Does the early bird really get the worm?

Is waking up early better for you? We explore what the science says and how to get the best night's sleep.

Written by Medibank

Early to bed and early to rise makes a man healthy, wealthy and wise. Or so they say. But what does the science say about waking up early? Is it really better for you?

We know that having good quality sleep is good for you. In fact, insufficient sleep can affect your mood and eating habits, and even contribute to health issues like obesity and diabetes. 

But does it matter when you sleep? Here is what we know.

Our bodies are programmed to sleep at night

Generally, the body is programmed to sleep during the night, and be awake during the day.  That’s because when it gets dark our bodies release the hormone melatonin, which readies our bodies for sleep. 

Working with these hormones tends to give you better quality sleep. That means it’s ideal to fall asleep after dark and get some early morning sun when you wake up.  Depending on where you live, and the season, that could mean falling asleep and waking up anytime between 8pm and 8am. 

Watch: Winter Olympian Steph Prem shares her tips for a successful morning routine 

Most adults need 8 hours of sleep 

Everyone is different, but adults generally need between 7 and 9 hours sleep a night. Whether you are an early bird or a night owl, the most important thing is to get enough sleep for you. 

This is where it can be tricky for natural night owls, who may be inclined to stay up late but have to get up early for other commitments like work or school. If this is you, you could consider changing your work hours or routine to allow you to get enough sleep.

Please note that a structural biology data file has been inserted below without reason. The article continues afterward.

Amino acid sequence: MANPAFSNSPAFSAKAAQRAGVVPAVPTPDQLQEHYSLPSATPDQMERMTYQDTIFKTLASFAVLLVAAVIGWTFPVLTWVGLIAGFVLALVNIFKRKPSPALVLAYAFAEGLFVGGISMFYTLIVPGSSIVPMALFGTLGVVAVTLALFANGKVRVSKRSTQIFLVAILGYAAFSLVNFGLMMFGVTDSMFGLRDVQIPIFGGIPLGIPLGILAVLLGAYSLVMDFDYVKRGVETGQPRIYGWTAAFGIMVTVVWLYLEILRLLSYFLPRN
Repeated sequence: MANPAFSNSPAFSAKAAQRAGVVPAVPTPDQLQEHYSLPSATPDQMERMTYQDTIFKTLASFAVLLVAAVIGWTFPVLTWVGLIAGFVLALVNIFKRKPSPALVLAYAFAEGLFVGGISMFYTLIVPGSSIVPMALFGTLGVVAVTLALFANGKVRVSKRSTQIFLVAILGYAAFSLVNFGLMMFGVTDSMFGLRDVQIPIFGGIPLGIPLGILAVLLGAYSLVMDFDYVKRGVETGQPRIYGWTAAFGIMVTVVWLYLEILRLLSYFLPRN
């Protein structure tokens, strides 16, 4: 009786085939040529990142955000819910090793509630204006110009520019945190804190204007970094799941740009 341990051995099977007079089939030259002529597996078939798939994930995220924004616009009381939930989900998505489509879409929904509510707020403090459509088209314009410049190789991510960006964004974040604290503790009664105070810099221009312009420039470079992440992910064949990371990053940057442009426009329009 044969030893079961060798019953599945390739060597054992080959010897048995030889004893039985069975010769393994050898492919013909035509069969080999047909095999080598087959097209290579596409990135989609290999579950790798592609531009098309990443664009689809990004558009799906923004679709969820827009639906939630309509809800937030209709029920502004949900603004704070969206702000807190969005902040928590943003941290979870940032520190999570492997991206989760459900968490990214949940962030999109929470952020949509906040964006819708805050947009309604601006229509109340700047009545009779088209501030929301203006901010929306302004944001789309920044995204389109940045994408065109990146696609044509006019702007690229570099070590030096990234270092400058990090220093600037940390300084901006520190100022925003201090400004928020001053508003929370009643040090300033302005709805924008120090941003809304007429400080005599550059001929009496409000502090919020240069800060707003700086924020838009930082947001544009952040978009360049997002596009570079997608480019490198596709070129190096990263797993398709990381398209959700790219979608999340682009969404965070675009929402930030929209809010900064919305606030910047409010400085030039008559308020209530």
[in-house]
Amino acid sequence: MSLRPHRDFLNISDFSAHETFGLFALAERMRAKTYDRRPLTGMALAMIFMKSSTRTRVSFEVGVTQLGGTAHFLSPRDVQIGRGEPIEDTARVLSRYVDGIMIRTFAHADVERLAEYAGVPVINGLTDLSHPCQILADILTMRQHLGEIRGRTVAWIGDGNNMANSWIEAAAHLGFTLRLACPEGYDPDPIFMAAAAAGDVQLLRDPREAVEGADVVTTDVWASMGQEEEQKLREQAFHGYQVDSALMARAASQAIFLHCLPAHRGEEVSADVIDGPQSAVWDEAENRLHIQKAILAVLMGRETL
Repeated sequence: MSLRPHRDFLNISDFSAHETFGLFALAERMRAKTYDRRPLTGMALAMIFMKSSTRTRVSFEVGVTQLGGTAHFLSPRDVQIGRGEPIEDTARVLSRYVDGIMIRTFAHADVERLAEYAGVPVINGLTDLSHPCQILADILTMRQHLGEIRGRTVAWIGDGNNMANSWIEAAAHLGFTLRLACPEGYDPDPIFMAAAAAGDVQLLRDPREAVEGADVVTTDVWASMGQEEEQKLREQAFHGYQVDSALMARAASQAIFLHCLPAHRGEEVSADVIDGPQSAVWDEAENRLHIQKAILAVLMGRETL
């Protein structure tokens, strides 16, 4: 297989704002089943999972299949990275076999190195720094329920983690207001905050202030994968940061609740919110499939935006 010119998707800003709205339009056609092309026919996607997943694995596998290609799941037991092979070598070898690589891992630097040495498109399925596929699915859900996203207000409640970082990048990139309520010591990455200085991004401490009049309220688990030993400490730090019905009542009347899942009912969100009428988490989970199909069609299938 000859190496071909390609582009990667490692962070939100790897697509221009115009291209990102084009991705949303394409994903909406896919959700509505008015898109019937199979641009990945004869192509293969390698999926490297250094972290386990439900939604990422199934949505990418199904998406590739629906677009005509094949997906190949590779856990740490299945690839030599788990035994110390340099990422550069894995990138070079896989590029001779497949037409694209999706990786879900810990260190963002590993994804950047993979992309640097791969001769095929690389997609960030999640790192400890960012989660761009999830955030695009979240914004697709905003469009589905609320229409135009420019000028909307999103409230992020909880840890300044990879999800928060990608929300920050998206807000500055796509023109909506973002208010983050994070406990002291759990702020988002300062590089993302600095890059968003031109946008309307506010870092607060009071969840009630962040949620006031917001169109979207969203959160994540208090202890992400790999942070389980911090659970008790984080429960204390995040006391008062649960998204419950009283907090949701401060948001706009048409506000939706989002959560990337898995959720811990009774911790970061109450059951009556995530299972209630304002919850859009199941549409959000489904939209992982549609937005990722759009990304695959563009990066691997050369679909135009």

Set your body clock with a regular routine

Your circadian rhythm is your body’s natural clock. It works on a 24 hour cycle and affects things like sleep patterns, body temperature and eating habits. Working with your body clock will make it easier to get a good night’s sleep. 

You can help set your body clock by waking up at the same time each morning, and going to bed when you feel tired each night. Keep in mind, that some people tend to be natural night owls, while others are natural early birds. 

Is waking up earlier better for you? 

Sleeping at night is much better than sleeping during the day, but waking up early isn’t necessarily better for you. The most important thing is setting yourself up for regular, quality sleep. 

When you sleep best will depend on your personal preferences, as well as other commitments like school and work. 

In bed with Dr Michael Mosley 

Set yourself up for the best night’s sleep. Dr Michael Mosley, author of Fast Asleep, answers all your sleep questions.

Set yourself up for the best night’s sleep. Watch Dr Michael Mosley, author of Fast Asleep, answer all your sleep questions

Written by Medibank

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